TAMPA, Fla. – There have been four previous Super Bowls in Tampa, some amid war and economic distress, but none have faced the challenges this year's event encounters because of the coronavirus pandemic and its fallout.
Tickets for Sunday's game are limited to about a third of the capacity of Raymond James Stadium. There will be no tailgating. While the usual fan festival and other side attractions are happening, masks and social distancing are required. Most player appearances will be remote.
Last year's pre-pandemic Super Bowl in the Miami area generated an estimated $572 million in new spending in the three main South Florida counties, according to that game's host committee. This year, the Tampa Bay region probably won't generate even half that, said Sean Snaith, director of the University of Central Florida’s Institute for Economic Forecasting.
The usual economic take for a Super Bowl is somewhere between $300 million and $500 million for the host regions, he said.
For example, large corporate and sponsor events will be limited if they are held at all, he said. Bars and restaurants are open but with some restrictions on seating and an emphasis on social distancing.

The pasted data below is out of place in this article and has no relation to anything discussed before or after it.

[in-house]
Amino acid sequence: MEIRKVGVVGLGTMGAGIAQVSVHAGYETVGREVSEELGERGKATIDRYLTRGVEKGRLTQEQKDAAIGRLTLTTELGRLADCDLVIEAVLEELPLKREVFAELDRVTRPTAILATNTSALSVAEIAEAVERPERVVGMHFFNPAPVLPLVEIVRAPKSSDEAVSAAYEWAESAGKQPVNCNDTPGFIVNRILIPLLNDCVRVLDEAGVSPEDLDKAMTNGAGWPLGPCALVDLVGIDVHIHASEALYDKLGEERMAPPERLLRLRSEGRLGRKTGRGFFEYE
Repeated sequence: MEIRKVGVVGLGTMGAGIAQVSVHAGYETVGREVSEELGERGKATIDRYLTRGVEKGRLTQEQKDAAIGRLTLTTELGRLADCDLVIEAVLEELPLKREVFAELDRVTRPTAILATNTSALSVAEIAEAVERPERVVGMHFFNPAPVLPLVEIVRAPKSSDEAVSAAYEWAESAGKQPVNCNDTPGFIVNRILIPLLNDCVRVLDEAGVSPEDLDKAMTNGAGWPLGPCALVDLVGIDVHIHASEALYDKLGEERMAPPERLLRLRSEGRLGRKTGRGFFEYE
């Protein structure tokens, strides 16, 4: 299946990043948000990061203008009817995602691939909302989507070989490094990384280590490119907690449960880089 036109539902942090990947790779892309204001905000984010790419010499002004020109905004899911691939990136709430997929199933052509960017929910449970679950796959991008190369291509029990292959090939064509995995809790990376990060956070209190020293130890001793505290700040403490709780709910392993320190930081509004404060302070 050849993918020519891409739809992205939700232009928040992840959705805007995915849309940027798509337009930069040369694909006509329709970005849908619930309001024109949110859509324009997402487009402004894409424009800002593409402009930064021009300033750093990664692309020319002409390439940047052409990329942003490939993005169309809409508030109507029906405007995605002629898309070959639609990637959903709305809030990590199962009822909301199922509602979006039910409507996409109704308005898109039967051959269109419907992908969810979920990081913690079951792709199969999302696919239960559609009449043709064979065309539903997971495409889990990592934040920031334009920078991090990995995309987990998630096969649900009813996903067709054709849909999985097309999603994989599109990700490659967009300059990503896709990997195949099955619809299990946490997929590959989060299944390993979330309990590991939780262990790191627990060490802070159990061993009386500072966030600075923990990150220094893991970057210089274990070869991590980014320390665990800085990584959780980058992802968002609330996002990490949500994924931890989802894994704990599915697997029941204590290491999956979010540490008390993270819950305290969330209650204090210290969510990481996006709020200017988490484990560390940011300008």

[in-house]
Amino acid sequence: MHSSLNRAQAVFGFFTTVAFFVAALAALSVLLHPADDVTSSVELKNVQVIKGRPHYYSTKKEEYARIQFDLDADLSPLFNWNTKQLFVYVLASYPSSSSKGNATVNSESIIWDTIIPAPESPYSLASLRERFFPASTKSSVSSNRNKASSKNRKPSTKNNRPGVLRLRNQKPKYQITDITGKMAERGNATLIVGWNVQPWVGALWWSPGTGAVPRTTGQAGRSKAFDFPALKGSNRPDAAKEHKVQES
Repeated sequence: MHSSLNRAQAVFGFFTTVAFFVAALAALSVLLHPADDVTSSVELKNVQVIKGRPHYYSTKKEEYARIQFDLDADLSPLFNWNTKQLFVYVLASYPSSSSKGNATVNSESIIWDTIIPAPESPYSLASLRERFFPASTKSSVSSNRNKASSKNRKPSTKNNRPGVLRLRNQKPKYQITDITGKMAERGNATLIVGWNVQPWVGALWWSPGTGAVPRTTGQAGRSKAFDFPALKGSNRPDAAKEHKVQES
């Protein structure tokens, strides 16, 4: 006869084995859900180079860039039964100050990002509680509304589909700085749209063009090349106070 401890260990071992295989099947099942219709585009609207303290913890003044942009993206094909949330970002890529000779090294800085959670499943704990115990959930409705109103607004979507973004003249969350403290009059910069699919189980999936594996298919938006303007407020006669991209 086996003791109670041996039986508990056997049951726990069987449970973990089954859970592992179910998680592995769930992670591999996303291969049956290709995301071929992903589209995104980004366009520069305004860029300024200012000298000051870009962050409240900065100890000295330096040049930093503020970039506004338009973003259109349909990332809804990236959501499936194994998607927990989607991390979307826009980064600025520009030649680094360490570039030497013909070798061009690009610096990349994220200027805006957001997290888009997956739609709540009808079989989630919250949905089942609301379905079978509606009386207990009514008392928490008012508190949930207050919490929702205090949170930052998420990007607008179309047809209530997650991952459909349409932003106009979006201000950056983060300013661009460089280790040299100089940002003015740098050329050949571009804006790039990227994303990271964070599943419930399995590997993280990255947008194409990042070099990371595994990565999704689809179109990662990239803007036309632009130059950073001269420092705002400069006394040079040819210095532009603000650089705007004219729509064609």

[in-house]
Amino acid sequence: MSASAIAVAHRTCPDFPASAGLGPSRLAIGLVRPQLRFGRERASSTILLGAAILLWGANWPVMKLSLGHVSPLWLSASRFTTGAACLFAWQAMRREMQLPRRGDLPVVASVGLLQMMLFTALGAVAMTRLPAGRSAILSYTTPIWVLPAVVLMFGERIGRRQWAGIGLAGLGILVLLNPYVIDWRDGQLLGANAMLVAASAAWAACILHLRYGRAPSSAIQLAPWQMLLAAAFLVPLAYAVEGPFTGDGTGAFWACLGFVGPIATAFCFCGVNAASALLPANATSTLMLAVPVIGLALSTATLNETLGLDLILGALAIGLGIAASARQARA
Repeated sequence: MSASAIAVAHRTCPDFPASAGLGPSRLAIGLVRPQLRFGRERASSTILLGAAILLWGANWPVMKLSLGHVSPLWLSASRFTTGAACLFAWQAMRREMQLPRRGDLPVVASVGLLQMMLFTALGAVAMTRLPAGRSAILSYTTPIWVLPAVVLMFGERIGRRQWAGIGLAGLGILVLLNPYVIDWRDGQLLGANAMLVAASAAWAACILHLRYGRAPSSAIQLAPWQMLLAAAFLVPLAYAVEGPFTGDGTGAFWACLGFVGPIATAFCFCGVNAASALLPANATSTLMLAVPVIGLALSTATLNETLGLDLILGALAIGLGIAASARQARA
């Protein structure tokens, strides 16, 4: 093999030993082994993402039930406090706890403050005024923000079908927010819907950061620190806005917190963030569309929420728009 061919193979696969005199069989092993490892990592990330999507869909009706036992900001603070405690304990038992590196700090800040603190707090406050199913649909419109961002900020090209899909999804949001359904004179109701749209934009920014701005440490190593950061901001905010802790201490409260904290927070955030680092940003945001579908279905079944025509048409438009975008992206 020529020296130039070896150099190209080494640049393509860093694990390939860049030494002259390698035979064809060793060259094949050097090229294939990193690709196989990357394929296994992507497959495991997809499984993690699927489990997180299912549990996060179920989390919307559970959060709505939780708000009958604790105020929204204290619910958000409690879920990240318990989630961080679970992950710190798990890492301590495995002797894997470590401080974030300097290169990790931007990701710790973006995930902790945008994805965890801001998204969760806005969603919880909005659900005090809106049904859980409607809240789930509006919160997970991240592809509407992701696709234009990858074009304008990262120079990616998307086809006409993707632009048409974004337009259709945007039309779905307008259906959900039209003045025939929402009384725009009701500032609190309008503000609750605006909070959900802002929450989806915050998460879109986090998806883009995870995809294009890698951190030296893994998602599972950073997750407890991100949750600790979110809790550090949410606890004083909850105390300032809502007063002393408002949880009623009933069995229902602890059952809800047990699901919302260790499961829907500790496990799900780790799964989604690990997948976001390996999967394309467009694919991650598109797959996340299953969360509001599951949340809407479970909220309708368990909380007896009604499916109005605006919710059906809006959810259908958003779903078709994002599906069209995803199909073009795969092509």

“A lot of things you associate with a Super Bowl aren't going to happen,” Snaith said. “That's going to have an impact economically. The circumstances put kind of a wet blanket on it.”
Tourist development tax collections in Hillsborough County, where Tampa is located, show the hit the area has taken during the pandemic. This is a tax on short-term rentals, such as hotels.
Before the pandemic, tax collections for sales in January to February were at an increase of about 30% in comparison to 2019 during the same time period, according to county data.